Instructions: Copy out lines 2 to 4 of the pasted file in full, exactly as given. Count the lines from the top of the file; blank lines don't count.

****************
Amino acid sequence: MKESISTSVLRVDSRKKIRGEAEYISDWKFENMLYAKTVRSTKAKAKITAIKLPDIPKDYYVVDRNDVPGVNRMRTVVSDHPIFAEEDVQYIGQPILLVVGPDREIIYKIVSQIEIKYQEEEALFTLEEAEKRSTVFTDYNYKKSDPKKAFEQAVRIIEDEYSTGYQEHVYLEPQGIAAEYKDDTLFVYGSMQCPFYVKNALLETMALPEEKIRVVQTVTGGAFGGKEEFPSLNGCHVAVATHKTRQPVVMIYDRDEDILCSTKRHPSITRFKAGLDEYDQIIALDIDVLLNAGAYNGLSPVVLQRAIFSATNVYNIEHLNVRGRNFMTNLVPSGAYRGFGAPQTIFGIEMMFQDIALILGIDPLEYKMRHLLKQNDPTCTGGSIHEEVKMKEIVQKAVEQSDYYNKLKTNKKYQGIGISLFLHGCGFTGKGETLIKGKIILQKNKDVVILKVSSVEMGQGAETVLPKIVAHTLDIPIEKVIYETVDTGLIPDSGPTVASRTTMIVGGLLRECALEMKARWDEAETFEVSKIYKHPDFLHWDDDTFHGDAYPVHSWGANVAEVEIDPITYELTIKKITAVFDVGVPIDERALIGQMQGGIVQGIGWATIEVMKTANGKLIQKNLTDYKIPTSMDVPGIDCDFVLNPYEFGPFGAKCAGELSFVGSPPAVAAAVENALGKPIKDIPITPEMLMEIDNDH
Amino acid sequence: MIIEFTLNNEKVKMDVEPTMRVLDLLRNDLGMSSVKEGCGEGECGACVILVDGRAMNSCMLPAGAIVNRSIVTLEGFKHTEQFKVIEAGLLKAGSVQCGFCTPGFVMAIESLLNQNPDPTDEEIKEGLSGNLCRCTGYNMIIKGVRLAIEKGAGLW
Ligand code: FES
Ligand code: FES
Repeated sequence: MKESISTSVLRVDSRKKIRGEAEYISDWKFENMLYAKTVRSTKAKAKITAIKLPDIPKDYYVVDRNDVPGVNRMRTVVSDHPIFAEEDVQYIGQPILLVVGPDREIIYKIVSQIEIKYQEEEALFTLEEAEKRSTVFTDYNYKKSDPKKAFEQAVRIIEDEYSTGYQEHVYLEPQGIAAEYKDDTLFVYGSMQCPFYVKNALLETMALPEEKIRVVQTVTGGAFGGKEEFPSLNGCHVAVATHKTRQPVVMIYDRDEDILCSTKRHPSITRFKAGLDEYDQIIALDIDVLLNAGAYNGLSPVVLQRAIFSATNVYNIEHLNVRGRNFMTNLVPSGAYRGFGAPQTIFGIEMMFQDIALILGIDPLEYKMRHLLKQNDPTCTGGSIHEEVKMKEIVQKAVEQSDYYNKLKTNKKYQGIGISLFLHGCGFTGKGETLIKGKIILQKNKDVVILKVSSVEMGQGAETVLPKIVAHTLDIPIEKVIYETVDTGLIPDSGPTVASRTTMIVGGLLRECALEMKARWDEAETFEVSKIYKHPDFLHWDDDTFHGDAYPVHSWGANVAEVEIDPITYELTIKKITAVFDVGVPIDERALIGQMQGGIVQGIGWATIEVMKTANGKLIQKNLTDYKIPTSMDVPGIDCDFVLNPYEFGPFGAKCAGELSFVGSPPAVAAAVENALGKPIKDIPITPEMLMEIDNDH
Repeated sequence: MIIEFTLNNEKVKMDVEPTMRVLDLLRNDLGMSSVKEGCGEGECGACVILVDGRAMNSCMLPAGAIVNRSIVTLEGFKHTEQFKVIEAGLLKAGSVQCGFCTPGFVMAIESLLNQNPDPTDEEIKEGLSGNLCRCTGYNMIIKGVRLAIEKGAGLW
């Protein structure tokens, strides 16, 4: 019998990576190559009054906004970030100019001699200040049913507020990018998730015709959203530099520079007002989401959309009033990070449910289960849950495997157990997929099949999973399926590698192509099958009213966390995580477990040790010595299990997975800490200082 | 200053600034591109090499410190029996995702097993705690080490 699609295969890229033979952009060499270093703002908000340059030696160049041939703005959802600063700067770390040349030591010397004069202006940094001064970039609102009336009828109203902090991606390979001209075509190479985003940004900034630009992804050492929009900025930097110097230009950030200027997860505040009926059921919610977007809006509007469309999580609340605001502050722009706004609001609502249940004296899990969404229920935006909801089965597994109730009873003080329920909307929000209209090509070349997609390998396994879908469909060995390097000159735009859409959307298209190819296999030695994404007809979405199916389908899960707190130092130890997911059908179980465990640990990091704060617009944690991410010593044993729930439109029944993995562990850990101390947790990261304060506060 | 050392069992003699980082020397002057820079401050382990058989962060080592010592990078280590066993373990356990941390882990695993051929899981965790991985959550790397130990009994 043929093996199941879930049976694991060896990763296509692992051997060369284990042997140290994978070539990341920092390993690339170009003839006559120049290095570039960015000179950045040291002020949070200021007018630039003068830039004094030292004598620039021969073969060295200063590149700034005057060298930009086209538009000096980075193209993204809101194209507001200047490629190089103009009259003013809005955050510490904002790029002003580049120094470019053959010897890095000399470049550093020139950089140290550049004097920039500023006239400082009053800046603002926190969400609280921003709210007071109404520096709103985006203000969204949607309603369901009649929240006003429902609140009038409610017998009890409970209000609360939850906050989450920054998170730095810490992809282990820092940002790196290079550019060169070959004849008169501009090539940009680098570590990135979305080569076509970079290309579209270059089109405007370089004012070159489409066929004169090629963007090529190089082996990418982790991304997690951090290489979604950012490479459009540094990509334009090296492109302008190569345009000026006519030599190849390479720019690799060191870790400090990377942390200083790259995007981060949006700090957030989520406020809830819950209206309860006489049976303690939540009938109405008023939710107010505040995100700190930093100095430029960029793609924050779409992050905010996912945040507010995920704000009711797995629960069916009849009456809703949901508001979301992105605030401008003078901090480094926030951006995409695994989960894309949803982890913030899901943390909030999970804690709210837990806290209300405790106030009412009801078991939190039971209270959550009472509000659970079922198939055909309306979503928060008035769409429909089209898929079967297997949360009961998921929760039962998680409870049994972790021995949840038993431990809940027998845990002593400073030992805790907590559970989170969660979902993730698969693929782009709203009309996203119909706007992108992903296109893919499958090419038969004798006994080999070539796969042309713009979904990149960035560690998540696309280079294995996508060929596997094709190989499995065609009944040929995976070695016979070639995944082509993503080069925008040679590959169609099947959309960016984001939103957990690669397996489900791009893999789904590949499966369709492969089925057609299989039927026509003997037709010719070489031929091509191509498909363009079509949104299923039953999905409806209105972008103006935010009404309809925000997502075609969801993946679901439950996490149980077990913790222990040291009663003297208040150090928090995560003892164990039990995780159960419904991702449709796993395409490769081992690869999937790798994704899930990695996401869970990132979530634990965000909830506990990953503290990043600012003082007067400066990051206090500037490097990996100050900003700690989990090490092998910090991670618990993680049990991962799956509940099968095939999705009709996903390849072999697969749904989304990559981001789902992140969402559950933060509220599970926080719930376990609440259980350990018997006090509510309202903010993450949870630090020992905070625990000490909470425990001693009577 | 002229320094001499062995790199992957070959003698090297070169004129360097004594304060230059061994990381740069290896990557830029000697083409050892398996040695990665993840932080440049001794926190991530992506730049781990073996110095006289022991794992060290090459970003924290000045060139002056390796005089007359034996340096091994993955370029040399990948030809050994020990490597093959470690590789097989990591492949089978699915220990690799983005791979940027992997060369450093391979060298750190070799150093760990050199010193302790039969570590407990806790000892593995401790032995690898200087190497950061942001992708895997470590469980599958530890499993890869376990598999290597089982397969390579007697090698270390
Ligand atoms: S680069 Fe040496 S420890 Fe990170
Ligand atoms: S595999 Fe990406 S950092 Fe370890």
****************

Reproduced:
Amino acid sequence: MIIEFTLNNEKVKMDVEPTMRVLDLLRNDLGMSSVKEGCGEGECGACVILVDGRAMNSCMLPAGAIVNRSIVTLEGFKHTEQFKVIEAGLLKAGSVQCGFCTPGFVMAIESLLNQNPDPTDEEIKEGLSGNLCRCTGYNMIIKGVRLAIEKGAGLW
Ligand code: FES
Ligand code: FES